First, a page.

I’ll be heading off to Japan in a few months, and unfortunately my records won’t be coming with me. It’s probably for the best though, I don’t know where I’d store 3,000+ records in a tiny Tokyo apartment. But before I shovel them away to a storage locker, I want to take some time to write about the records that mean the most to me. Today I’ll be taking a look at my collection of movie soundtracks.
I think I started collecting movie soundtracks even before I considered myself a “record collector.”
Makes sense, I was definitely a film geek well before I was anything close to a music geek. That probably has something to do with the fact that I literally grew up in a video store. My dad opened an independent video store in 1984 when I was just three years old. I spent a good chunk of my life there until he sold it to Blockbuster in the late-90s, which, when you look back on it, was a pretty amazing bit of timing on his part since the whole video store business collapsed not soon after.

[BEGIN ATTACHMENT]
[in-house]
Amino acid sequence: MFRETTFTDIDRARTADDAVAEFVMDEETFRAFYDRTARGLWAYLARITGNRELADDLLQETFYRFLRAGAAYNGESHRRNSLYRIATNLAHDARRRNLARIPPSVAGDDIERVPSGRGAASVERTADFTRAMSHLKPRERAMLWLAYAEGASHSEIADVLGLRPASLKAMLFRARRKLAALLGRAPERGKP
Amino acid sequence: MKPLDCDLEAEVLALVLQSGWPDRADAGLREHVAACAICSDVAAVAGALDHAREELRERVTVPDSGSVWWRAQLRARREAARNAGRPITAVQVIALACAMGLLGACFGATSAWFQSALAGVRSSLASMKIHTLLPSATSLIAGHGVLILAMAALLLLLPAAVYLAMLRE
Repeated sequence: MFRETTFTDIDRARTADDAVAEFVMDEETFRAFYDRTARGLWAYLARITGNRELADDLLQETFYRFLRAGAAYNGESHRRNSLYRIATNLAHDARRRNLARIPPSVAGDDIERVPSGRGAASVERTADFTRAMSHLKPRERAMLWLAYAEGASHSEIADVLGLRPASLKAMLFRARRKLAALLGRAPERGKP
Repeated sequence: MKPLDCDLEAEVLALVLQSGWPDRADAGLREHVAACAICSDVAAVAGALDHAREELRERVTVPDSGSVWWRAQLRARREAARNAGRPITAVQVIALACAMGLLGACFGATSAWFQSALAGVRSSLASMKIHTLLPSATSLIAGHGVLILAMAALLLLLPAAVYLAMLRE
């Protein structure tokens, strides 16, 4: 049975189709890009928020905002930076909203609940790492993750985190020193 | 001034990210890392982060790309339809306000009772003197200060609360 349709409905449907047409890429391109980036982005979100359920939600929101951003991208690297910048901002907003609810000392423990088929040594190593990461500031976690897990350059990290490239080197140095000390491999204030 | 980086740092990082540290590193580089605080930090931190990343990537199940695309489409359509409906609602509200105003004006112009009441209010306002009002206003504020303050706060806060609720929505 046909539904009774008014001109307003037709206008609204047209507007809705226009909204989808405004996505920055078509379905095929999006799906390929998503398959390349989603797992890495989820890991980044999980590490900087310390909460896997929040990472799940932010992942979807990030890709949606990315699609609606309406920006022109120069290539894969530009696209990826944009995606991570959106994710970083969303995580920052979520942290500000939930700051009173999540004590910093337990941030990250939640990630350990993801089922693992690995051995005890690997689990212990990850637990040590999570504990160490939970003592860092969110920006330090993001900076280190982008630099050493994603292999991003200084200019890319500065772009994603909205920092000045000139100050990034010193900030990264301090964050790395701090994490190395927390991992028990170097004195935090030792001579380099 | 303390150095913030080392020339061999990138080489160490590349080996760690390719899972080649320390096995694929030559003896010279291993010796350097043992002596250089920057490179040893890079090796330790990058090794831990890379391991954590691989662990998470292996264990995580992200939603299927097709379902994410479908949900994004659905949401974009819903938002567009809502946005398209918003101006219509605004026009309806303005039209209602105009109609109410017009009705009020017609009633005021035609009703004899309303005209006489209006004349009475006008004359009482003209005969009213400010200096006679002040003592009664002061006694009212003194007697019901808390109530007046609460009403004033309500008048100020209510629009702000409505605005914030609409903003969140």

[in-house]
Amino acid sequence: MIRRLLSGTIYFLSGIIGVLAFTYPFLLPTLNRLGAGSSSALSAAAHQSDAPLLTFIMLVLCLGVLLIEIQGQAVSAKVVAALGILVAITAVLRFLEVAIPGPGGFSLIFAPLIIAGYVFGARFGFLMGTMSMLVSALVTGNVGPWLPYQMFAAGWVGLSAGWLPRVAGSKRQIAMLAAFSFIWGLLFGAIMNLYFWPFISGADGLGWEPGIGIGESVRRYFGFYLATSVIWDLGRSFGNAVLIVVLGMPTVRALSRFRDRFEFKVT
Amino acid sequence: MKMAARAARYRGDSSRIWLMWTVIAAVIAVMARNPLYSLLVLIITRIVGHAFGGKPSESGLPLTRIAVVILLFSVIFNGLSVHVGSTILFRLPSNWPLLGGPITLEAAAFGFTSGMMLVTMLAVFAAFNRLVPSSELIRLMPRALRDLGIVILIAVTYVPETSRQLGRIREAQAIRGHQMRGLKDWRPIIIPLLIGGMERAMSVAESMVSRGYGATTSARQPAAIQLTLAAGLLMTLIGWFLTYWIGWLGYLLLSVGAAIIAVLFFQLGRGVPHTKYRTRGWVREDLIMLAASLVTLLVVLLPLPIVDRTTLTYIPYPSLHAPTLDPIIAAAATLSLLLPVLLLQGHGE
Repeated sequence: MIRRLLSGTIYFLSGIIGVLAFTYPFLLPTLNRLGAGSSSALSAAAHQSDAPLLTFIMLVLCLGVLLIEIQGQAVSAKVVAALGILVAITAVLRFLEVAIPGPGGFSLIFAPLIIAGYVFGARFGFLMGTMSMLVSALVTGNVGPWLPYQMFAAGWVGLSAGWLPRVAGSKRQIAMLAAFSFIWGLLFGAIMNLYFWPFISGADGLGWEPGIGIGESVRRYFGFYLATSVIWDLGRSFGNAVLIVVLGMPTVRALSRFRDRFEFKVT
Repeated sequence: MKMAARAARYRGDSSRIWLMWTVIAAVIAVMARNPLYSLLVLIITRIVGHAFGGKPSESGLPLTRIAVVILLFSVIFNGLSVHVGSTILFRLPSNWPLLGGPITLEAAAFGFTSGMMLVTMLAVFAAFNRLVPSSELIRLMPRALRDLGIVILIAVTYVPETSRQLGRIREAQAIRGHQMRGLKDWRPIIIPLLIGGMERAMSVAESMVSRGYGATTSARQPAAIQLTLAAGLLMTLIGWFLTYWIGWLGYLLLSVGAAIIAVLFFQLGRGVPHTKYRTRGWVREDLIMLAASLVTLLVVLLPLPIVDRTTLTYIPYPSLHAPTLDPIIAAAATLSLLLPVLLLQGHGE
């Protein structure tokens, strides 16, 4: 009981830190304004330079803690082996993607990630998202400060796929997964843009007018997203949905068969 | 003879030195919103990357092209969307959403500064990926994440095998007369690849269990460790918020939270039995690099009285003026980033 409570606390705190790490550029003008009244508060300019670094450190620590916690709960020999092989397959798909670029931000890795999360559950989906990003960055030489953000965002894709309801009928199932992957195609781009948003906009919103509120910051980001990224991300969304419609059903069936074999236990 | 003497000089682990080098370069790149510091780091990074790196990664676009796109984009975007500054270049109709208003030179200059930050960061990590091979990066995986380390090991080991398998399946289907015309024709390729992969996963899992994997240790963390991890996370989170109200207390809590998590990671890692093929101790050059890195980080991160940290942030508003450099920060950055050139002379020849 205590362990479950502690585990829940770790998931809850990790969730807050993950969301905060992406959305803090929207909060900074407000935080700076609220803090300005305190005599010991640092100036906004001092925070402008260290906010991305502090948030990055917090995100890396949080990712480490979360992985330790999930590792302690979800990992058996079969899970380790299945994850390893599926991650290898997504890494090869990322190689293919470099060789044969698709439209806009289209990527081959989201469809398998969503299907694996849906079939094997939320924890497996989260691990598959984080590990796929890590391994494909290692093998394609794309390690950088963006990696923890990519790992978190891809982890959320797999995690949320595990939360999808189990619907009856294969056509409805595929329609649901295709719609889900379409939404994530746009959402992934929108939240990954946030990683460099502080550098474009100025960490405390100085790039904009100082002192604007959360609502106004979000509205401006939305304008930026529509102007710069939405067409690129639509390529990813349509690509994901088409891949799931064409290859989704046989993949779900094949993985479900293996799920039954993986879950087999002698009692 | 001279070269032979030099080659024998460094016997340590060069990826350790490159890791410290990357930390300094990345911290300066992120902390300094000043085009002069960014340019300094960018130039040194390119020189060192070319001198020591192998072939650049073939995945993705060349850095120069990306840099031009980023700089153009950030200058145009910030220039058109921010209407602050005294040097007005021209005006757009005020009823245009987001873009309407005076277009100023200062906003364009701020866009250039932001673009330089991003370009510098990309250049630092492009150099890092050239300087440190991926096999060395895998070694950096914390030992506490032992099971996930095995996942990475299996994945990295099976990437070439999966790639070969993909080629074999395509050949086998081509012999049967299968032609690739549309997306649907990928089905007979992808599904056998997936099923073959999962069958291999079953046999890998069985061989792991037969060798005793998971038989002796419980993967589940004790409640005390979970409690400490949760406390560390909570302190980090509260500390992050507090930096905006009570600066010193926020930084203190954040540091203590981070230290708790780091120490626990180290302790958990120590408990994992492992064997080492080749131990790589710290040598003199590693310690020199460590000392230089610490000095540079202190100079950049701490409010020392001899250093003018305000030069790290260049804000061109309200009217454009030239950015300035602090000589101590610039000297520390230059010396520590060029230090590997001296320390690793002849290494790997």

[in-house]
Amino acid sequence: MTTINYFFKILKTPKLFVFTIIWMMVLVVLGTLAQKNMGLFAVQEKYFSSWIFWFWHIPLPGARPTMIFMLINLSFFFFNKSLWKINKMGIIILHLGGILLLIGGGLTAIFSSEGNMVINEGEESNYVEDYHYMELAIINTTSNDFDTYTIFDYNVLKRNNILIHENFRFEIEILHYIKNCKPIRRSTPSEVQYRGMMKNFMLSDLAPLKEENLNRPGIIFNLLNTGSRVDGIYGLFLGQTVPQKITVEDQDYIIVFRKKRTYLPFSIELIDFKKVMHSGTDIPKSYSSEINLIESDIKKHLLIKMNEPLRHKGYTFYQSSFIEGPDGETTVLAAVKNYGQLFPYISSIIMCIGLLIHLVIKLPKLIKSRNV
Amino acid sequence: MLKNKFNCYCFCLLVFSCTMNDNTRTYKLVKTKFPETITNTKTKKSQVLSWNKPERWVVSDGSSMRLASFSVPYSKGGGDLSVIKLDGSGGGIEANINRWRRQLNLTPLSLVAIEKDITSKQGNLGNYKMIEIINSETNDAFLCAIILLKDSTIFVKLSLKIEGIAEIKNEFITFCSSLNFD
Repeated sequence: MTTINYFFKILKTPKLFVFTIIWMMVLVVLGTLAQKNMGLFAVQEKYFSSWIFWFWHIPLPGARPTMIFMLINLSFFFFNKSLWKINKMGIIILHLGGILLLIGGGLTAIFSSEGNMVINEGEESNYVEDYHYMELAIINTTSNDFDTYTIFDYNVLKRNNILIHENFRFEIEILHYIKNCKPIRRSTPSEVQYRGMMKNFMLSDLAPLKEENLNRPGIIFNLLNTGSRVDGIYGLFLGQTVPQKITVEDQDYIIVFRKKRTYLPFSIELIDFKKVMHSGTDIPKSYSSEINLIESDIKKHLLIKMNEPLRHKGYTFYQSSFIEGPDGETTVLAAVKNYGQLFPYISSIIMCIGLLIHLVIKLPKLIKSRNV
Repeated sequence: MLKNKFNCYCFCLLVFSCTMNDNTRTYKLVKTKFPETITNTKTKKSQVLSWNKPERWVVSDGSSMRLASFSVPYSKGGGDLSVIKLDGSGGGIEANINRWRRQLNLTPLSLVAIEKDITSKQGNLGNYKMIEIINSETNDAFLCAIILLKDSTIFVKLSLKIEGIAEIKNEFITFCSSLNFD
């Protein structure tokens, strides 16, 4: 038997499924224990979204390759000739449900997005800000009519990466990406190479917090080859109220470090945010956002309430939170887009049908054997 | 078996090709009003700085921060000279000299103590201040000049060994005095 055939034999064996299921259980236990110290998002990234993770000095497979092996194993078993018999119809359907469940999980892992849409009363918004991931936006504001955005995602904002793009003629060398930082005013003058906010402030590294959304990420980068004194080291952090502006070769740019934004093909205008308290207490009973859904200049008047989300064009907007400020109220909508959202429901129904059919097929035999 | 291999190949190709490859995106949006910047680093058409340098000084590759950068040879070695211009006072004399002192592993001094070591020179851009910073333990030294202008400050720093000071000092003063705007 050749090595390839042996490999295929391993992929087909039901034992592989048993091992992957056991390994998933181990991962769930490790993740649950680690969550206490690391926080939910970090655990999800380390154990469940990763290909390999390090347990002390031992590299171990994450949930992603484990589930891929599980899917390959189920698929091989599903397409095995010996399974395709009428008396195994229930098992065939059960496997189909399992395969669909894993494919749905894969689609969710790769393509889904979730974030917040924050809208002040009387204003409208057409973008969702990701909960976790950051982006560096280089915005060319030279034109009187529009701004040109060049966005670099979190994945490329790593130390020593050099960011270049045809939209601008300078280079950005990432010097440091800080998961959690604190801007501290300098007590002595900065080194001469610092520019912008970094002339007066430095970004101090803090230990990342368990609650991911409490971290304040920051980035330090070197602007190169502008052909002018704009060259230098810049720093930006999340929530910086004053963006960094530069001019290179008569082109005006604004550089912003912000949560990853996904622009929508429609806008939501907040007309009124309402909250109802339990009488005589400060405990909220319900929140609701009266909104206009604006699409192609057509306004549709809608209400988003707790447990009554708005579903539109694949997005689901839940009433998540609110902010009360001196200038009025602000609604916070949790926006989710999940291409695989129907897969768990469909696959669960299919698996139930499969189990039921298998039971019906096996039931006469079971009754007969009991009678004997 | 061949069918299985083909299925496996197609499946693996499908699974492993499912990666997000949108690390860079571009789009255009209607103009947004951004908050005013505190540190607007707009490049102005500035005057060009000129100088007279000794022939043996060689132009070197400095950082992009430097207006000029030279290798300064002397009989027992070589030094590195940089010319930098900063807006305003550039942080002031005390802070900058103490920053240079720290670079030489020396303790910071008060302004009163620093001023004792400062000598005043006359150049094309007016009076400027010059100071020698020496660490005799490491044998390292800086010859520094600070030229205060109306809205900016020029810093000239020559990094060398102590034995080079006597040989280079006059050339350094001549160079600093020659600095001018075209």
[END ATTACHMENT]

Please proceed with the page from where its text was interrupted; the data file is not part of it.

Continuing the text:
There were some weeks where I literally watched a movie everyday. When I was little, it was often the same movie five times in a row (I can still recite most of Ghostbusters by memory), but as I grew older I would often use my limitless access to a seemingly endless supply of VHS tapes to catch up on as many genres, series and directors as humanly possible. I remember falling in love with 50s monster flicks after seeing Them; watching as many Ridley Scott films as possible after catching Alien for the first time in junior high; and mainlining as many anime series I could get my hands on after my dad started carrying it in the mid-90s.
When I took my trip to San Francisco last month to guest on Retronauts (and see some friends), I knew I had to make a stop at Musee Mechanique, an arcade located down at the Fisherman’s Wharf.